“Jake Adolf’s Big Horn Basin Mission,” Ensign, July 1992, 28
A recent convert, 33-year-old Jacob Adolf wasn’t sure what to expect from the deacons quorum he had just been asked to teach. However, after his first Sunday “on the job,” he knew he had only two options—prayer or calling the bishop and suggesting that perhaps the Lord had made a mistake. He went to the bishop first.
“He told me that the Lord didn’t make mistakes,” Brother Adolf explains, smiling as he remembers. “I mulled that over and then decided to teach those deacons something if it killed me.”
What he taught them was the importance of missionary work. There were only four active deacons in a quorum of fourteen. By the time Brother Adolf was released, thirteen of the boys were active and Brother Adolf’s lifetime commitment to member-missionary work had begun.
Forty years and hundreds of baptisms later, Brother Adolf is well known in the Wyoming Big Horn Country. He’s a retired refinery worker who played for years in a local dance band and who still spends hours hunting and fishing with family and friends. But this Lovell native is perhaps best recognized with scriptures and flannel board in hand, teaching the gospel to people who have been touched by his strong testimony, loving heart, and absolute faith.
Brother Adolf’s enthusiasm for missionary work is certainly understandable. Baptized in 1948, he was changed by the gospel. “I wanted to share that change, that joy and love, with others,” he explains.
And he’s been able to. “You can feel the love Jake has for you—it’s almost tangible,” says Sue Walker. Now married with six children, Sue was a teenager when she first met Brother Adolf. She had just moved to Lovell the summer before her senior year in high school and was befriended by some Latter-day Saint youth. She attended a few activities and enrolled in seminary. Within days, Brother Adolf was on her doorstep.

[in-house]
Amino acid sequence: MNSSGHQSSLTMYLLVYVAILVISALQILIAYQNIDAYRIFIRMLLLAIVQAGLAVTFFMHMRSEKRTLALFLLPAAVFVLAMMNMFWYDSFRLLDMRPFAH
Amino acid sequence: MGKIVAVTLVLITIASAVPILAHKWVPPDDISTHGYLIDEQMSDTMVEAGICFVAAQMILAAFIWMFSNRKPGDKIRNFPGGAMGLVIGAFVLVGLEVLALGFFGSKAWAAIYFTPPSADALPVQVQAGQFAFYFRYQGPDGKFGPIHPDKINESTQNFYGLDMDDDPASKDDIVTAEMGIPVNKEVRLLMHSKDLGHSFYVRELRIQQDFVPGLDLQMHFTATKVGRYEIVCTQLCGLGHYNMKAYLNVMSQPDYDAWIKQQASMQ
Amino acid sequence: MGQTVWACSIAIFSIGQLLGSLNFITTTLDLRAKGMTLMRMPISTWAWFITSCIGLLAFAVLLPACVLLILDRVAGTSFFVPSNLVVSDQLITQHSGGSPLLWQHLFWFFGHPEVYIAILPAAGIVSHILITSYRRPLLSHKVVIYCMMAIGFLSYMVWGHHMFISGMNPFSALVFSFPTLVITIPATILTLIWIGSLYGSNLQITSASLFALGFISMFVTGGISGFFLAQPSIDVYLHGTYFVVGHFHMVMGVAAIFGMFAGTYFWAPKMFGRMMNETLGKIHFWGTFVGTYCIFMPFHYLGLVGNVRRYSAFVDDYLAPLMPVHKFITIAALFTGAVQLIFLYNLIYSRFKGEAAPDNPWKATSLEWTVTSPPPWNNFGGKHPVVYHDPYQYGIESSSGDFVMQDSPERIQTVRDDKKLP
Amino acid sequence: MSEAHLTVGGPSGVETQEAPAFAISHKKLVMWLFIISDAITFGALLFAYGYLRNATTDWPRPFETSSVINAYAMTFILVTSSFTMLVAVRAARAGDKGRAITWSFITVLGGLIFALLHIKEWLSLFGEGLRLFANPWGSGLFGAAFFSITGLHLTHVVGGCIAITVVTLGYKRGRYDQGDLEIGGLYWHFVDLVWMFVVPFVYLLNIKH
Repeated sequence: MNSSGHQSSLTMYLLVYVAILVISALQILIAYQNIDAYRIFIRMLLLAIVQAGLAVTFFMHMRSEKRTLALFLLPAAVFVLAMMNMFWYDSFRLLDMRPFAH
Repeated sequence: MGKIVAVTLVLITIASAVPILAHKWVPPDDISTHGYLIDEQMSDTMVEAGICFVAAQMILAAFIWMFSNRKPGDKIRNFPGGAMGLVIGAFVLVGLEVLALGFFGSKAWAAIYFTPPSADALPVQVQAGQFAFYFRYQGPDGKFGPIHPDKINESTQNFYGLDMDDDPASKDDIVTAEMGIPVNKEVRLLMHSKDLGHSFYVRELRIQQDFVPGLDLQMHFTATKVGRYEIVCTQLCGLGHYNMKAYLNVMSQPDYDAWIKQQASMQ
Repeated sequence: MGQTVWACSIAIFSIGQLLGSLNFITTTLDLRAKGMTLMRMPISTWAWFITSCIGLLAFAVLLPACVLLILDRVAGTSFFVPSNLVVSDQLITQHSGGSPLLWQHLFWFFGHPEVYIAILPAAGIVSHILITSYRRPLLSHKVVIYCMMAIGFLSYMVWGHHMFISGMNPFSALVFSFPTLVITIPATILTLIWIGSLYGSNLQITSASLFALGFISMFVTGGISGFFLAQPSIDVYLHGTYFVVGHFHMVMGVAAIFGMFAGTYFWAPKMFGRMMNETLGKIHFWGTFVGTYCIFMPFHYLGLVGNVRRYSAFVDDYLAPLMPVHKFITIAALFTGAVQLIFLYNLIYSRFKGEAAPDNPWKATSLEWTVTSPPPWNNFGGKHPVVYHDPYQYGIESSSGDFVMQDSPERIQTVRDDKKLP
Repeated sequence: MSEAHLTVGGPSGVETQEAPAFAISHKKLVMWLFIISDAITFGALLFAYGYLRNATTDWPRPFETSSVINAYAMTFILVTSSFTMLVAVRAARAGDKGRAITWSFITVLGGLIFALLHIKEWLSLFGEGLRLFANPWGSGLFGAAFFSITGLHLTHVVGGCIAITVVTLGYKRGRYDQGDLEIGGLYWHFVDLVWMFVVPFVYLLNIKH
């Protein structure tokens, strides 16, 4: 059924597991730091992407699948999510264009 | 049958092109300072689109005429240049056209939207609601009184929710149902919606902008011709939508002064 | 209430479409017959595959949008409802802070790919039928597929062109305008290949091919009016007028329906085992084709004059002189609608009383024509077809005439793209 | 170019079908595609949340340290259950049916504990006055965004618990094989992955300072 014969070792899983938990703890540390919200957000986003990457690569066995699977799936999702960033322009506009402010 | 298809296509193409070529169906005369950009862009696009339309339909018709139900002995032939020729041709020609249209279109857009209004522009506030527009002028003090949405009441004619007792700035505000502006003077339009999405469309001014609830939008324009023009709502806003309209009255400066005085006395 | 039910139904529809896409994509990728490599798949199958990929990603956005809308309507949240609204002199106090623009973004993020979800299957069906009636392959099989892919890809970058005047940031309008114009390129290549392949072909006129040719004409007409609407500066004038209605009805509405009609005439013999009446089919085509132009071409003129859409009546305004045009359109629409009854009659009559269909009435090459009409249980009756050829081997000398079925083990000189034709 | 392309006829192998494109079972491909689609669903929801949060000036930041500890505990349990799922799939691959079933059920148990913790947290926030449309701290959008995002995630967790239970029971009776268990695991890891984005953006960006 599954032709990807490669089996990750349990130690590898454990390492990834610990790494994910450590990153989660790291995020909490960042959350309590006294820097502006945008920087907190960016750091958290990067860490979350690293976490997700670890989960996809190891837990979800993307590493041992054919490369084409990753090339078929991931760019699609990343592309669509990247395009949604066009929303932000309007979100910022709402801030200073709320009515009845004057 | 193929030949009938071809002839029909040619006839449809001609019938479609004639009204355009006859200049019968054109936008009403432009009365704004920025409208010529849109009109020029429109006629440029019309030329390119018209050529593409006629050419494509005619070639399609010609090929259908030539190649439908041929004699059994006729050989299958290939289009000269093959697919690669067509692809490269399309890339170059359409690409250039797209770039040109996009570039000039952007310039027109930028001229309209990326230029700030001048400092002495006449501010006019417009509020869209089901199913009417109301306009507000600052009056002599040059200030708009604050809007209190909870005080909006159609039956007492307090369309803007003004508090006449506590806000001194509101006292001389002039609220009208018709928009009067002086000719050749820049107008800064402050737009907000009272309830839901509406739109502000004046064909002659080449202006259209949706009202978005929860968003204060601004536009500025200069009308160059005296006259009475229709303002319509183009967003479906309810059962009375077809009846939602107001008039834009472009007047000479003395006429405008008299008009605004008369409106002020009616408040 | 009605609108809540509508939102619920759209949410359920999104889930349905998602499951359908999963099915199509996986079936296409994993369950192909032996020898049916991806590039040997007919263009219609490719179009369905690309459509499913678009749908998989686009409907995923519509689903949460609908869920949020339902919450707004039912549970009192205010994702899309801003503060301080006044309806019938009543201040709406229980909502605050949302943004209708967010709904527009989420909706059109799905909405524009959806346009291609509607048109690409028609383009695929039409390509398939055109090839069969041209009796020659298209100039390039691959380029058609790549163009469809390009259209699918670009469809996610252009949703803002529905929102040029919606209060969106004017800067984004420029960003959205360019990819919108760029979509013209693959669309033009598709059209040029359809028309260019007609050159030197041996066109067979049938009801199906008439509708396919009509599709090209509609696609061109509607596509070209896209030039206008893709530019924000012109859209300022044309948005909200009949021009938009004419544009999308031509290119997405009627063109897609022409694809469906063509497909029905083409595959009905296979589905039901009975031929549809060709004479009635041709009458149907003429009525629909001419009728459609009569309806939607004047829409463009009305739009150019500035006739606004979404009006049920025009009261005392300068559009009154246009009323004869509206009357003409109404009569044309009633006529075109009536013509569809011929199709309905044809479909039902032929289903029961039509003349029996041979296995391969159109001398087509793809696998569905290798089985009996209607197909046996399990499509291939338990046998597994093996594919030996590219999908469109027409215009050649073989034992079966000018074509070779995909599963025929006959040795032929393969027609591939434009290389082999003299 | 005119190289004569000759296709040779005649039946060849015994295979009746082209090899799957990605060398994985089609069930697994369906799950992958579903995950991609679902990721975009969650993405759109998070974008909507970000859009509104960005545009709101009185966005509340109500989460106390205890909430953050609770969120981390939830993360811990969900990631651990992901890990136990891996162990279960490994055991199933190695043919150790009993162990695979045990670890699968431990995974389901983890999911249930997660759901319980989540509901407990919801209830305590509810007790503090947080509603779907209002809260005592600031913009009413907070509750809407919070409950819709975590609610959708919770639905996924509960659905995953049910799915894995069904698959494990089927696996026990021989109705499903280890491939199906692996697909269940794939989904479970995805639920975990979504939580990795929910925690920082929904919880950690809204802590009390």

“There was no denying what he taught me,” she reflects. “There was power in his voice and love in his eyes. I already believed everything before he even said it. I was baptized within two weeks; it was the biggest blessing of my life.”
In addition to love, another of Brother Adolf’s missionary strengths is persistence—a trait he learned from stubborn German immigrant parents.
“One of the stake presidents I worked under told me that I was the most persistent guy he’d ever seen,” Brother Adolf observes. “Well, I’m glad for that. It’s paid off more than once.”
One of those occasions was in 1937 when Jake married Fernith Allred, a member who believed him when he assured her he would join her church soon.
“Soon” turned out to be eleven years and three daughters later. The turning point in his conversion was a stake conference presided over by President George Albert Smith—a tender experience that still touches Brother Adolf deeply.
“I sat down four or five rows from the front, and President Smith got up to speak,” he recalls, wiping away a tear. “He asked, ‘Do you think a man as old as I am would deceive any one of you?’
“He was pointing right at me. I know he was. I thought about that. And then, when he sat down, I noticed that on the bottom of his shoes was a pair of stick-on rubber soles. This was quite impressive to me. In all my life, all I’d seen were ministers with the finest apparel. And here sat a man with a pair of stick-on soles that you buy when the bottom of your shoes wear out. That’s when I made a turn and committed to the gospel.”